Interesting facts about Rwanda

7 interesting Facts About Rwanda

Rwanda is home to eye-popping natural beauty, rich culture and heritage and staggering wildlife. Its capital city, Kigali, is one of the loveliest and liveliest cities in Africa too. With eco-tourism on the rise and demand for al fresco holidays rocketing, tourism in Rwanda is increasing. Planning a trip to this beautiful landlocked African nation? From mandatory community service to endangered mountain gorillas, here are a few interesting facts about Rwanda that might surprise you.

Interesting facts about Rwanda

1. Rwanda has a lot of hills

Rwanda is known as ‘Le Pays des Mille Collines’, which means “Land of a Thousand Hills”. The landscape is covered in a lush green carpet of undulating peaks and valleys. It’s also a country of dramatic contrast. The country boasts four national parks, more than 430,000 hectares of forest and over 17,000 hectares of tea plantations.

It’s also home to Volcanoes National Park. This protected area encompasses a magnificent mountain range, as well as a chain of dormant volcanoes. Virunga Massif soars to a staggering 4,507 metres (14786 ft) high.

Interesting facts about Rwanda

2. Rwanda has the highest percentage of women in parliament

According to UN Women, the Rwandan parliament had the highest representation of women in parliament in the world. As of January 2022, a whopping 61.3% of politicians are female. This is mostly due to the horrific 1994 genocide, which depleted the male population. A decade ago, between 60–70% of the population was female. As a result, Rwanda introduced sweeping legislative changes, including the creation of a quota mandating that women hold 30% of political seats. Cuba tails behind with 53.4% and Nicaragua with 50.6%.

However, Rwanda also only ranks 158th on the United Nations’ Gender Inequality Index. The index takes into account reproductive health, empowerment and employment opportunities.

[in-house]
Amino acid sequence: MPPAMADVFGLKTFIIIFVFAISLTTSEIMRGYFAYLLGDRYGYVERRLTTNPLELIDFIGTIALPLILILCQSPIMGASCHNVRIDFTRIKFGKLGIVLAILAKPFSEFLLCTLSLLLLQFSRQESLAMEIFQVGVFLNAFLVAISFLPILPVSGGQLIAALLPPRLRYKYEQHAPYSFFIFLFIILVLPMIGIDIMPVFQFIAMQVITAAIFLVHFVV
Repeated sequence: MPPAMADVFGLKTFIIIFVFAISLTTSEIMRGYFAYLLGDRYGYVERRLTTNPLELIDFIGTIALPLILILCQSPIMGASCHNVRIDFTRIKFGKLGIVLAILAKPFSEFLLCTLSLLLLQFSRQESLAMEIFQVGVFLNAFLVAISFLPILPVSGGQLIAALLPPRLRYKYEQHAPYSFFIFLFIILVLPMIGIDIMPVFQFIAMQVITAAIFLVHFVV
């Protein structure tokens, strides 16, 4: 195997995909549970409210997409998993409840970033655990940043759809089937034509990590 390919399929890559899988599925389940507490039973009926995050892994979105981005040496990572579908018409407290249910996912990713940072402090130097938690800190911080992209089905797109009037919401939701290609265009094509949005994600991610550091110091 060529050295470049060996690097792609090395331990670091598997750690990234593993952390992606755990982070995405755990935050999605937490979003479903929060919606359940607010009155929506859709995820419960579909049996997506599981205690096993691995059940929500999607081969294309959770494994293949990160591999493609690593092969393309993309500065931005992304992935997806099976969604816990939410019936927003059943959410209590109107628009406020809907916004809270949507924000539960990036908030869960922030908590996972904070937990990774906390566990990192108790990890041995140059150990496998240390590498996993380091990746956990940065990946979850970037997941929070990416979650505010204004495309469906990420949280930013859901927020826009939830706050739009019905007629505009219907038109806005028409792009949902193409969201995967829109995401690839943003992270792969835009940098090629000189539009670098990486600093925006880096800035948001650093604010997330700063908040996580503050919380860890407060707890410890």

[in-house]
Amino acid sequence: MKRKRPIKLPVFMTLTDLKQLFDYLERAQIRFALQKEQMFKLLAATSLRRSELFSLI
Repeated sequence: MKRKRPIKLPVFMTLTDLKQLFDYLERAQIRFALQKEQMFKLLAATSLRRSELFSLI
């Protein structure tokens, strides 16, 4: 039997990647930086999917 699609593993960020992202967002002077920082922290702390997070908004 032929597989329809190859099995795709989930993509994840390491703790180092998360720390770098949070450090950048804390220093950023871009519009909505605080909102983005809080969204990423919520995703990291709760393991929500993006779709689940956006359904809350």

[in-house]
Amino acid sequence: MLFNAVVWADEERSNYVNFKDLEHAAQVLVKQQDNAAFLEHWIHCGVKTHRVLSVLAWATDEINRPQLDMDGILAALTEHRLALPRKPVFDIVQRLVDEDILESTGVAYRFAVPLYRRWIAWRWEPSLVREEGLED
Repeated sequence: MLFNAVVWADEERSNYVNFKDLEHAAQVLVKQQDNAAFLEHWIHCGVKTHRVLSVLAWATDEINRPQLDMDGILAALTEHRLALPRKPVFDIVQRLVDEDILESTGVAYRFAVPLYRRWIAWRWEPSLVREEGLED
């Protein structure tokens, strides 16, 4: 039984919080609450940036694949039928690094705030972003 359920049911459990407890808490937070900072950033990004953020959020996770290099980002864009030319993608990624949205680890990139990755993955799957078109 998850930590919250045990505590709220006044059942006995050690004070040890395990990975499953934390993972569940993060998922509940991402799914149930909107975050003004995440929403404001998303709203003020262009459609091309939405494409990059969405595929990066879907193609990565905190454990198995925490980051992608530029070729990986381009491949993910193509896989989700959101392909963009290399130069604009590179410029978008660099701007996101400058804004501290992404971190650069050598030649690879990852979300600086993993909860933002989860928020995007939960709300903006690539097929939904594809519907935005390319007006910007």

interesting facts about rwanda

3. Rwanda is also home to endangered mountain gorillas

The endangered mountain gorilla only lives in two regions in the world: the Virunga volcanoes and the Bwindi Impenetrable National Park in Uganda. Sadly, there are only 1,063 mountain gorillas left in the world today. Humans are the biggest threat to the species. Over the years, mountain gorillas have faced hunting, war, disease, destruction of the forest habitat, as well as capture for the illegal pet trade.

Mountain gorillas tend to live in groups of a handful of families with one dominant male. You can spot him easily thanks to his silver patch of hair on his hips and back. Thankfully, local legislation, as well as ecotourism, is helping to build the population back up again. According to the United Nations Conference on Trade and Development (UNCTAD), Rwanda is also one of the fastest-growing tourist destinations in the world. The tourism sector in Rwanda is “more than 80% nature-based,” indicating that ecotourism forms a substantial part of the tourism sector.

interesting facts about Uganda

4. Rwanda is Africa’s second-most densely populated country